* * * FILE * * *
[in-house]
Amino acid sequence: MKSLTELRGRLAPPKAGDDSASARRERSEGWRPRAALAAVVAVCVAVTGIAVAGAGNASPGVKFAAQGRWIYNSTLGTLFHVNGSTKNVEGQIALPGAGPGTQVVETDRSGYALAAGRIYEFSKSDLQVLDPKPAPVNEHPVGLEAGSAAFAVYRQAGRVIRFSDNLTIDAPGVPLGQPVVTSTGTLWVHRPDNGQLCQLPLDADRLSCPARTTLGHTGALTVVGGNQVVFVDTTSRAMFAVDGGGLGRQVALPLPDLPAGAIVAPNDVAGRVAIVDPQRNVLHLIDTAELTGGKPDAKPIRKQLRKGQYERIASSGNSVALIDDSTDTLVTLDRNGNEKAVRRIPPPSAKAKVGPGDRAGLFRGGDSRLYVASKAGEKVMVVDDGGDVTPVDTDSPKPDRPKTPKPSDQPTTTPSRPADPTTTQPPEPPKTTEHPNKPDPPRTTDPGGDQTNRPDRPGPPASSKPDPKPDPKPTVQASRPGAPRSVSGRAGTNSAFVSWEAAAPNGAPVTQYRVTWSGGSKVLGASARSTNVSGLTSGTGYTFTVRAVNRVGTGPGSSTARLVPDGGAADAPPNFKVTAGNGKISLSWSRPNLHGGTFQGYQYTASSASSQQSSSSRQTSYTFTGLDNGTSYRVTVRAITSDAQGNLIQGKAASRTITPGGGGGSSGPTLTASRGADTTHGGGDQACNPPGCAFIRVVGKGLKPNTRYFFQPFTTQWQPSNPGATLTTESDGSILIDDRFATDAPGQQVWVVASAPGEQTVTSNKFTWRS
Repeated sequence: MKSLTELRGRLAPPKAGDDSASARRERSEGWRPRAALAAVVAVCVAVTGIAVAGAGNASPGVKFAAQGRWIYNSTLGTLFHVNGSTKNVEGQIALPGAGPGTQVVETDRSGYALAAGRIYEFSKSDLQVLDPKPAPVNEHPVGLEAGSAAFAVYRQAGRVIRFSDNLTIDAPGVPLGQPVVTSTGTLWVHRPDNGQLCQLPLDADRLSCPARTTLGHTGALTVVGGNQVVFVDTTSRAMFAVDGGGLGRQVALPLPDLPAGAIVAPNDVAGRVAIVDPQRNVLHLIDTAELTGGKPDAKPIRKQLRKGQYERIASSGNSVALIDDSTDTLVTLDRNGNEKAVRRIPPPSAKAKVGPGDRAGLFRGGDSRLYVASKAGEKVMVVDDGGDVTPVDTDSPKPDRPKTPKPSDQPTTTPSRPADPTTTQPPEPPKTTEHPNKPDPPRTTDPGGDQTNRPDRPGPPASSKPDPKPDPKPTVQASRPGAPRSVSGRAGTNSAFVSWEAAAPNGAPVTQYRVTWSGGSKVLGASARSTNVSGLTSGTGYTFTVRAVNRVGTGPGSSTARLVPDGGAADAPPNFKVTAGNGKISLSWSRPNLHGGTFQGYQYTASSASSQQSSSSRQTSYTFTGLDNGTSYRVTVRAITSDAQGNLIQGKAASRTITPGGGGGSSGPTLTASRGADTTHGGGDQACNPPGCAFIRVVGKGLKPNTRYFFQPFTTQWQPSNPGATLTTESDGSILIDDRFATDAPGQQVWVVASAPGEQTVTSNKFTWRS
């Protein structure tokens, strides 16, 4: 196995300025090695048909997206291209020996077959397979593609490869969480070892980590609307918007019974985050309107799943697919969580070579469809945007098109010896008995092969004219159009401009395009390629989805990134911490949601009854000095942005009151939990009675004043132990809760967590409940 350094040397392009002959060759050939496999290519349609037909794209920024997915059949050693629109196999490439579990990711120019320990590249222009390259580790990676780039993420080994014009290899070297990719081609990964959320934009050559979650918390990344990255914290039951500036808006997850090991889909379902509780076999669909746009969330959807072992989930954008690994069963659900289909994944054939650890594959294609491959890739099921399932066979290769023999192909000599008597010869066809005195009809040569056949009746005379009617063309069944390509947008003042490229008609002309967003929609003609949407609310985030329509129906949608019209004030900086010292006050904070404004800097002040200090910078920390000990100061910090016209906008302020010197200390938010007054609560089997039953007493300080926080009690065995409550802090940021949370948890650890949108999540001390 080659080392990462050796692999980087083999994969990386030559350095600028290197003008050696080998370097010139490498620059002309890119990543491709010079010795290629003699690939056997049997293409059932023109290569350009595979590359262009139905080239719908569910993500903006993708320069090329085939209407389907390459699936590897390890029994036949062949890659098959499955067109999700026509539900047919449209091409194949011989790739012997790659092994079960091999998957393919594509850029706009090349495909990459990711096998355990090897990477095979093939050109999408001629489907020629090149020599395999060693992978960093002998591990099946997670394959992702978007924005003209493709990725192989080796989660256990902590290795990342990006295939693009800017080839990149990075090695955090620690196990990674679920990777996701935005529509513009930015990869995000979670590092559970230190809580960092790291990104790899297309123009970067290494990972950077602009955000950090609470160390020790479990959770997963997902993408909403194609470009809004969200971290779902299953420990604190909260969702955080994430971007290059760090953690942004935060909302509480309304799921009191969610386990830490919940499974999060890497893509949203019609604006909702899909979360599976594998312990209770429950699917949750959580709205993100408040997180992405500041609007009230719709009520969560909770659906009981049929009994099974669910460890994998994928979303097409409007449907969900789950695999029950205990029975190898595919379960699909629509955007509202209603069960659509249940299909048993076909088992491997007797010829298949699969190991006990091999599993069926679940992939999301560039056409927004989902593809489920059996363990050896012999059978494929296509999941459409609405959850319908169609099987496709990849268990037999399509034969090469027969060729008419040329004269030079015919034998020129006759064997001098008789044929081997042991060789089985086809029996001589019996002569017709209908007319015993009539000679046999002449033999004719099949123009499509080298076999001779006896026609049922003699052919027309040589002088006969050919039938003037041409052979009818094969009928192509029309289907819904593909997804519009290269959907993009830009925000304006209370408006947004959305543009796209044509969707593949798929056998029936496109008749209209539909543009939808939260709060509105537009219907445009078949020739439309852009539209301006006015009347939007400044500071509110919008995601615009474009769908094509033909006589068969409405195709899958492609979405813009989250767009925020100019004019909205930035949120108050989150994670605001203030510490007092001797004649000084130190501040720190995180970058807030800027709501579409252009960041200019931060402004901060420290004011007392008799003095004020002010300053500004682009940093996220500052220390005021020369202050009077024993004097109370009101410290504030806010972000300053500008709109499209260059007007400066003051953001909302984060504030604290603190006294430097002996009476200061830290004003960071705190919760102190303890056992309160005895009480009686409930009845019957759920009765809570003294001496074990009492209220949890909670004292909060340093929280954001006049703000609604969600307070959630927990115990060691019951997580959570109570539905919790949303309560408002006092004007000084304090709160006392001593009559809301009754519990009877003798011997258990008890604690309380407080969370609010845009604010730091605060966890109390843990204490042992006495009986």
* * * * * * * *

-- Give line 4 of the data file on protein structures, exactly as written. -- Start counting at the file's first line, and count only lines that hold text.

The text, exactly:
């Protein structure tokens, strides 16, 4: 196995300025090695048909997206291209020996077959397979593609490869969480070892980590609307918007019974985050309107799943697919969580070579469809945007098109010896008995092969004219159009401009395009390629989805990134911490949601009854000095942005009151939990009675004043132990809760967590409940 350094040397392009002959060759050939496999290519349609037909794209920024997915059949050693629109196999490439579990990711120019320990590249222009390259580790990676780039993420080994014009290899070297990719081609990964959320934009050559979650918390990344990255914290039951500036808006997850090991889909379902509780076999669909746009969330959807072992989930954008690994069963659900289909994944054939650890594959294609491959890739099921399932066979290769023999192909000599008597010869066809005195009809040569056949009746005379009617063309069944390509947008003042490229008609002309967003929609003609949407609310985030329509129906949608019209004030900086010292006050904070404004800097002040200090910078920390000990100061910090016209906008302020010197200390938010007054609560089997039953007493300080926080009690065995409550802090940021949370948890650890949108999540001390 080659080392990462050796692999980087083999994969990386030559350095600028290197003008050696080998370097010139490498620059002309890119990543491709010079010795290629003699690939056997049997293409059932023109290569350009595979590359262009139905080239719908569910993500903006993708320069090329085939209407389907390459699936590897390890029994036949062949890659098959499955067109999700026509539900047919449209091409194949011989790739012997790659092994079960091999998957393919594509850029706009090349495909990459990711096998355990090897990477095979093939050109999408001629489907020629090149020599395999060693992978960093002998591990099946997670394959992702978007924005003209493709990725192989080796989660256990902590290795990342990006295939693009800017080839990149990075090695955090620690196990990674679920990777996701935005529509513009930015990869995000979670590092559970230190809580960092790291990104790899297309123009970067290494990972950077602009955000950090609470160390020790479990959770997963997902993408909403194609470009809004969200971290779902299953420990604190909260969702955080994430971007290059760090953690942004935060909302509480309304799921009191969610386990830490919940499974999060890497893509949203019609604006909702899909979360599976594998312990209770429950699917949750959580709205993100408040997180992405500041609007009230719709009520969560909770659906009981049929009994099974669910460890994998994928979303097409409007449907969900789950695999029950205990029975190898595919379960699909629509955007509202209603069960659509249940299909048993076909088992491997007797010829298949699969190991006990091999599993069926679940992939999301560039056409927004989902593809489920059996363990050896012999059978494929296509999941459409609405959850319908169609099987496709990849268990037999399509034969090469027969060729008419040329004269030079015919034998020129006759064997001098008789044929081997042991060789089985086809029996001589019996002569017709209908007319015993009539000679046999002449033999004719099949123009499509080298076999001779006896026609049922003699052919027309040589002088006969050919039938003037041409052979009818094969009928192509029309289907819904593909997804519009290269959907993009830009925000304006209370408006947004959305543009796209044509969707593949798929056998029936496109008749209209539909543009939808939260709060509105537009219907445009078949020739439309852009539209301006006015009347939007400044500071509110919008995601615009474009769908094509033909006589068969409405195709899958492609979405813009989250767009925020100019004019909205930035949120108050989150994670605001203030510490007092001797004649000084130190501040720190995180970058807030800027709501579409252009960041200019931060402004901060420290004011007392008799003095004020002010300053500004682009940093996220500052220390005021020369202050009077024993004097109370009101410290504030806010972000300053500008709109499209260059007007400066003051953001909302984060504030604290603190006294430097002996009476200061830290004003960071705190919760102190303890056992309160005895009480009686409930009845019957759920009765809570003294001496074990009492209220949890909670004292909060340093929280954001006049703000609604969600307070959630927990115990060691019951997580959570109570539905919790949303309560408002006092004007000084304090709160006392001593009559809301009754519990009877003798011997258990008890604690309380407080969370609010845009604010730091605060966890109390843990204490042992006495009986």